New Technique Shows how Autism Impacts the Social Brain

By Ralph-Axel Müller [CC BY 2.5 (http://creativecommons.org/licenses/by/2.5)], via Wikimedia Commons

The areas in the human brain that are linked to social behaviors are both underdeveloped and insufficiently networked in youngsters with a highly functioning form of autism. The discovery was published in the journal Brain and Behavior.

The Study

The findings of the study show how the brains in kids with autism spectrum disorder may work differently than in youngsters without the disorder, says Kay Jann, a postdoctoral researcher in the UCLA Department of Neurology.

Autism spectrum disorder or ASD is a range of related conditions that cause individuals to suffer from social communication issues; they can also experience restricted interests and engage in repetitive behaviors, and their senses can be easily overwhelmed.

Normally, as a child’s brain develops, blood flow becomes reduced and synapses of neurons are “pruned.” In patients with autism spectrum disorder, this occurrence does not happen.

ASD is characterized by an enlargement in the brain, with an overabundance of neurons. This happens because the normal “pruning” that usually occurs in childhood brain development does not happen with ASD. To supply a higher number of functioning synapses, there is an influx of extra blood flow to the frontal portions of the brain, the areas which relate to cognition and socialization.

MRI Shows Increased Brain Activity

A team of scientific researchers from the University of California, Los Angeles (UCLA) used MRI imaging technology to track blood flow in the brain and then how it factored into connections within the structure.

This was the very first time that a medical resonance imaging machine was used for the study of autism spectrum disorder. The team used magnetically labeled blood water as a tracer to study blood flow. Researchers also used the technology to determine how good separate brain areas are functionally connected. Both of these techniques are non-invasive and didn’t involve radioactive tracers or injections.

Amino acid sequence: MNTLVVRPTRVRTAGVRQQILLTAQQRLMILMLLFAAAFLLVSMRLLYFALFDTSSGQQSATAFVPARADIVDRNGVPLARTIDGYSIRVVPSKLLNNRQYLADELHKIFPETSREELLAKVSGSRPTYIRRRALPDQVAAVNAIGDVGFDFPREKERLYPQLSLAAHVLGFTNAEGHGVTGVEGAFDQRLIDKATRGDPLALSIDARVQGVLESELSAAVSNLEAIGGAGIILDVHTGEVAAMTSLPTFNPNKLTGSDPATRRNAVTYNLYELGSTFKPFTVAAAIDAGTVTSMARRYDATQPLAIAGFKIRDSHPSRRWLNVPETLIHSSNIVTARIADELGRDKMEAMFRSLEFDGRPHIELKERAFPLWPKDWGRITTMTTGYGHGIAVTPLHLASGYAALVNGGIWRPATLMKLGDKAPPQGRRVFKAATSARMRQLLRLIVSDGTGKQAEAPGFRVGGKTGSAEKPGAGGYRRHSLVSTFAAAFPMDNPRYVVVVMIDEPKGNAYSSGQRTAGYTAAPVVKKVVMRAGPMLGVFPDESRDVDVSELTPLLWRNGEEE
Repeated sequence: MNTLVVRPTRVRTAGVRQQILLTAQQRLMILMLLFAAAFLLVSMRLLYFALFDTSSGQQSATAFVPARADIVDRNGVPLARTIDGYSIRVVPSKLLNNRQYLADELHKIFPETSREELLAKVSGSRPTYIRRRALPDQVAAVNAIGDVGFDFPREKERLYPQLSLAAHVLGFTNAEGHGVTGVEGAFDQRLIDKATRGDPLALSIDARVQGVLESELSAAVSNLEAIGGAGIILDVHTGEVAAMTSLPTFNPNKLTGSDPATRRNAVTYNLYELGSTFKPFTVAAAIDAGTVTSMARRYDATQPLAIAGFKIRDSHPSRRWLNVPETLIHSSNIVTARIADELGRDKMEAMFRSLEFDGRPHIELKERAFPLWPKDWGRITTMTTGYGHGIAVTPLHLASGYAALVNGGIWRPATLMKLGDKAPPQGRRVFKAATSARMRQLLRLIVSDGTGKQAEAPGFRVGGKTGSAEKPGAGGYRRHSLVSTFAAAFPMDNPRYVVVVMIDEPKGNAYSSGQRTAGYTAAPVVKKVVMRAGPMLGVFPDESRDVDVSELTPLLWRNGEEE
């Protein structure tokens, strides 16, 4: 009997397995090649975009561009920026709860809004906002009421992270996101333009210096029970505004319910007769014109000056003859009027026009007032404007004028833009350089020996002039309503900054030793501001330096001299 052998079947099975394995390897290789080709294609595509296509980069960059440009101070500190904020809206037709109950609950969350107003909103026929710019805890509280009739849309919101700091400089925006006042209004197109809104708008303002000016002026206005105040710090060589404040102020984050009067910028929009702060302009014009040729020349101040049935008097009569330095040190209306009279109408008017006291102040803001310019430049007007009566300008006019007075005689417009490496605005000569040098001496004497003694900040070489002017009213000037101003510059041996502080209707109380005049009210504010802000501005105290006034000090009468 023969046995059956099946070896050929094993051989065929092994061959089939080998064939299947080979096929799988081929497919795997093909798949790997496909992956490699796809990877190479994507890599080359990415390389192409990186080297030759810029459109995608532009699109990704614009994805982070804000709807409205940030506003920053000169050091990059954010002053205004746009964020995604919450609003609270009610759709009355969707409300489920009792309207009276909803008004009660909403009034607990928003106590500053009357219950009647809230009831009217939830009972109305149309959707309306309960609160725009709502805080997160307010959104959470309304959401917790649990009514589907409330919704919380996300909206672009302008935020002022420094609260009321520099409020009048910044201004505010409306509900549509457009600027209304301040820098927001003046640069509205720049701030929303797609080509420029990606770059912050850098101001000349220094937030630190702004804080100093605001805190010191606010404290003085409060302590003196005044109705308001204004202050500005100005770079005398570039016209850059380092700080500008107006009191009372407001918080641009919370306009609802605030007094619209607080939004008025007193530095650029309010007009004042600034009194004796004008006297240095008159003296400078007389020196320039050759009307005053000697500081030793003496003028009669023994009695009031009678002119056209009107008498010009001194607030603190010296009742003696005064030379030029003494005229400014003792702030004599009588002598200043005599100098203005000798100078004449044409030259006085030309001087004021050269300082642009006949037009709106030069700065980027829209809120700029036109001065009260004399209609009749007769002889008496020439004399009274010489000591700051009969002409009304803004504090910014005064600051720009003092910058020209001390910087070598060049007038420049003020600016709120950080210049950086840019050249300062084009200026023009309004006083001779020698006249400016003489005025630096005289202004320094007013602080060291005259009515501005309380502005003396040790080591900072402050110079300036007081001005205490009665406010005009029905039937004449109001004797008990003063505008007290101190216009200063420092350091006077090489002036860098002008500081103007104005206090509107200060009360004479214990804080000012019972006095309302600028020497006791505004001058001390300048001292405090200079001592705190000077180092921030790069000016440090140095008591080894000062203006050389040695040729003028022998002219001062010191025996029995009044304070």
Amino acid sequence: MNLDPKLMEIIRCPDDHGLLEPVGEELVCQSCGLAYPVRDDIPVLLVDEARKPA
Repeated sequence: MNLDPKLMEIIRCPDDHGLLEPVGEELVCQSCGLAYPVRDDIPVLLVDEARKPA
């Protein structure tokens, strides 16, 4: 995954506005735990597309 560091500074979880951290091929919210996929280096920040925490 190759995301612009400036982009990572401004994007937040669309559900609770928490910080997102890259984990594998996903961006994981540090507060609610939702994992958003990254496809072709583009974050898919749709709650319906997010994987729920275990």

The approach has already resulted in new insights and alternative approaches for treatment of such mental health disorders like schizophrenia.

Researchers questioned that autism spectrum disorder may be the result of a decreased connectivity with specific networks that make up the “social brain.”
Impaired Brain Connections in Children with ASD
Researchers studied 17 children with high-functioning autism spectrum disorder and 22 typically developing children and adolescents. The groups were paired according to age 7-17 years old, gender and IQ scores.

In children with autism spectrum disorder, there was a discernible pattern of increased blood flow in the frontal area of the brain. Also noted, was a decrease in the connectivity between the nodes in the front and back of the brain in those who had autism spectrum disorder. The resulting lack of connectivity could mean that information can’t flow like it needs to between different areas of the brain. This is a characteristic of ASD.

Conclusion:

The research team is now planning to continue to study the relationship between brain connectivity and metabolism in people with autism spectrum disorder and to further study other important brain networks. It is their hope to define the range of variation in the factors and how they relate to the general population.

 
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